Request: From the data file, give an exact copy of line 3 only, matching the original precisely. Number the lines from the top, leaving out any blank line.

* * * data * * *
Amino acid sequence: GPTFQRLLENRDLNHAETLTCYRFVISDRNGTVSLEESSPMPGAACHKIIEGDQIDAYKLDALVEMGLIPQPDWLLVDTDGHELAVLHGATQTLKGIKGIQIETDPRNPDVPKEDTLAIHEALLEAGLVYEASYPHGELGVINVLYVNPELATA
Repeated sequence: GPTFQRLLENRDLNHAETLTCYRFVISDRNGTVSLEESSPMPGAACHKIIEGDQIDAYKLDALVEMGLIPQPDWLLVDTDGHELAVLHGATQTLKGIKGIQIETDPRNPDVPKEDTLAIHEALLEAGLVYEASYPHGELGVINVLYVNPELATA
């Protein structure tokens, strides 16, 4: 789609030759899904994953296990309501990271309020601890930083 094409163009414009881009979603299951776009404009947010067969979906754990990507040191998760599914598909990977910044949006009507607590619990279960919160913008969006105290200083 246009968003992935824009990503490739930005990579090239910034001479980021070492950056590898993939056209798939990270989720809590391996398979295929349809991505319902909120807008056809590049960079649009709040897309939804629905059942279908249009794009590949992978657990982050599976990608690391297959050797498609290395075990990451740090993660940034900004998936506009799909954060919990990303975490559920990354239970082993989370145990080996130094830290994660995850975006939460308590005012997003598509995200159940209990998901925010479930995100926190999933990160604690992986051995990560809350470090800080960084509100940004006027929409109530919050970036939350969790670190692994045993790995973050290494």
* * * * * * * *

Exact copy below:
């Protein structure tokens, strides 16, 4: 789609030759899904994953296990309501990271309020601890930083 094409163009414009881009979603299951776009404009947010067969979906754990990507040191998760599914598909990977910044949006009507607590619990279960919160913008969006105290200083 246009968003992935824009990503490739930005990579090239910034001479980021070492950056590898993939056209798939990270989720809590391996398979295929349809991505319902909120807008056809590049960079649009709040897309939804629905059942279908249009794009590949992978657990982050599976990608690391297959050797498609290395075990990451740090993660940034900004998936506009799909954060919990990303975490559920990354239970082993989370145990080996130094830290994660995850975006939460308590005012997003598509995200159940209990998901925010479930995100926190999933990160604690992986051995990560809350470090800080960084509100940004006027929409109530919050970036939350969790670190692994045993790995973050290494």